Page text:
Magic Box

Laycock Throwback
As a QB guru, and a former W&M QB himself, Jimmye Laycock guided countless quarterbacks to tremendous success in Williamsburg. [photo via Richmond Times-Dispatch]

Today, we continue compiling our list of the greatest W&M football players of all time.

Last week, we released our list of W&M’s greatest Tight Ends; this week, we turn our attention to the most important position on the field: Quarterback.

It was tough to do, with so many illustrious gunslingers throughout the Green and Gold’s past, but we’re pretty happy with where we wound up.

Check out the list, and let us know who we missed in the comments! Roll Tribe Roll.


Lang Campbell (’05)

excerpts via (link):

After starting his career as a walk-on, Lang Campbell became one of the greatest quarterbacks ever to pull on the Green & Gold; he was the first, and only, Tribe player to earn the prestigious Walter Payton Award, given to the Top Offensive Player in I-AA (in 2004).

Campbell was a key cog in what was one of the most successful single-seasons in school history (2004), as he led the Tribe to a school-record 11 wins, a league title (the Atlantic 10) and its first appearance in the NCAA National Semi-Finals.

During that magical campaign, Campbell set school single-season records for passing yards, total offense, passing touchdowns, total touchdowns, and passing yards per game.

He also set an NCAA regular-season record with a 0.31 interception percentage (1 INT in 326 pass attempts).

Additionally, the co-captain was named as the Atlantic-10 Football Scholar-Athlete of the Year in 2004 and earned consensus First-Team All-America honors the same season.

Despite playing behind another Hall of Fame Tribe quarterback (David Corley, Jr.) for the first two-seasons he was on campus, the three-time All-Academic team selection graduated third in career TD passes, fourth in career total offense, and fifth in career passing yards [doing all of this, mind you, in just one season as the starter].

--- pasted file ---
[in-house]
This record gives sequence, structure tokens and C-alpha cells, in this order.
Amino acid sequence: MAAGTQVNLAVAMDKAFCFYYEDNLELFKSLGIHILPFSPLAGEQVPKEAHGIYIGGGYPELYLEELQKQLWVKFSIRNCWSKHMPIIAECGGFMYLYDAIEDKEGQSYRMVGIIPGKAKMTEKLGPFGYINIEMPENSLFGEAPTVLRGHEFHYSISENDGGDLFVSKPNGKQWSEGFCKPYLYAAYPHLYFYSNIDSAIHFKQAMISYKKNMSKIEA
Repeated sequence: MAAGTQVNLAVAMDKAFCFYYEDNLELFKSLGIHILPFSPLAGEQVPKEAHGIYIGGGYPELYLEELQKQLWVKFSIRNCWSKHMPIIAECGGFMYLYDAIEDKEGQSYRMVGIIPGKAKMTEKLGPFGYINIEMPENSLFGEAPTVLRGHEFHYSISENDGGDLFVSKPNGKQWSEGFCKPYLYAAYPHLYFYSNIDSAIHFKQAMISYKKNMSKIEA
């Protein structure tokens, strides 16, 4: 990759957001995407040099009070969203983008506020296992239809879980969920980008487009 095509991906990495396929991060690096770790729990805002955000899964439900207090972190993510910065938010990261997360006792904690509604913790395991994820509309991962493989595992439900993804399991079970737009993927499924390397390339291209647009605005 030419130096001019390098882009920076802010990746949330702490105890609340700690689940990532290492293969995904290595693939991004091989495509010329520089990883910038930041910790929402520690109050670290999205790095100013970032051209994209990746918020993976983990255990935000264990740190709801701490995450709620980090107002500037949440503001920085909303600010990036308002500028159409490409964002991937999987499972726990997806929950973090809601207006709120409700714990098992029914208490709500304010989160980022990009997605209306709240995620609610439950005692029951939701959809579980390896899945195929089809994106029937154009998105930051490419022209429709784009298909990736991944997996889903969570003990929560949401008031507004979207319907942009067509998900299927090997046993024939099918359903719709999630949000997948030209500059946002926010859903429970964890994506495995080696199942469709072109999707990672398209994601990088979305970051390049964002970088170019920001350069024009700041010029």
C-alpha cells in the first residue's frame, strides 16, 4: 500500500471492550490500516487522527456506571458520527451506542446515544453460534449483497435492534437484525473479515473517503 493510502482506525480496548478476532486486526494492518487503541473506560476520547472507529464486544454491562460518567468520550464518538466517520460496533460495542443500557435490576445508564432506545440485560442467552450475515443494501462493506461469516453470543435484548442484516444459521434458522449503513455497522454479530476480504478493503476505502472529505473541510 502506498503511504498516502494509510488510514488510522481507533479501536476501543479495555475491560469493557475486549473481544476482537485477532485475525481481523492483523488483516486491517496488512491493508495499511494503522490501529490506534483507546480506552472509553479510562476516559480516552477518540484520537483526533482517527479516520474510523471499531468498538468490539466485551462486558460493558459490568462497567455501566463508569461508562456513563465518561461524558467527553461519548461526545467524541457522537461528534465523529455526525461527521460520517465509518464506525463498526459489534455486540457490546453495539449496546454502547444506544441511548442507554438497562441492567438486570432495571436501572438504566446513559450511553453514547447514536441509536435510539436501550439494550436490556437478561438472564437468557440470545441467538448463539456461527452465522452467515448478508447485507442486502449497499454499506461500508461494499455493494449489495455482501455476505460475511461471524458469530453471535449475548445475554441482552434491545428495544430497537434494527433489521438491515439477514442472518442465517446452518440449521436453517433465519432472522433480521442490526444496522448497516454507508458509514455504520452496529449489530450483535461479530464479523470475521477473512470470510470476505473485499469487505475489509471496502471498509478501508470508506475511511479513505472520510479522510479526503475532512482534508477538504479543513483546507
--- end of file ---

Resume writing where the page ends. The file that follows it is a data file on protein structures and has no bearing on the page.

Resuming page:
Campbell also ran for 317 yards and eight touchdowns, leading the Tribe to four come-from-behind wins including both the NCAA First Round and NCAA Quarterfinals.

Shawn Knight (’94)

excerpts via The Virginian-Pilot (link):

“I can remember many times at practice with Shawn that the ball would never touch the ground,” said Laycock. “He was always so accurate – as accurate as any quarterback I’ve ever seen in practice, and then that obviously carries over into games.”

Did it ever. In 1993, Knight, a Maury High graduate, set a Football Championship Subdivision (then known as Division I-AA) record for passing efficiency that still stands.

He completed 125 of 177 passes (70.6 percent) for 2,055 yards, 22 touchdowns and just four interceptions.

If those numbers seem modest by today’s pass-happy standards, consider that by the end of the third quarter of several games that season Knight had taken a seat, if not a bow.

“A couple of games I played the first series of the second half and I was done,” Knight said. “We weren’t trying to rack up stats and rack up yards like you see some of these offenses doing now. We certainly could have, but we were about winning football games, doing it with class and moving on.”

The Tribe went 9-3 that season, 7-1 in the Yankee Conference, and made the playoffs. They finished 8-3 the following year, bringing Knight’s three-year record as a starter to 26-8.

Art Matsu (’27)

excerpt via Peter Kalison ’57 (link):

Ichya “Art” Matsu’s football exploits have been dimmed by the passage of time, but his startling feats are well documented in the papers and Flat Hats of the era.

This smallish man (5-7, 145 pounds) was the true “quadruple threat”: outstanding passer, elusive runner, deadly drop-kicker and punter.

The first renowned player on the College’s first very good teams (24-12-1 in Matsu’s four seasons), his dynamic play drew major newspaper attention and All-East honors.

A daring play-caller, Matsu led the “Fighting Virginians,” as the team came to be called due to Matsu’s play, to a Southern Conference championship and a postseason game in Chattanooga.

W&M defeated Chattanooga, 9-6, on Matsu’s 47-yard dropkick with six minutes remaining. His 75-yard punt, the school record at until 1942, helped set up the winning points.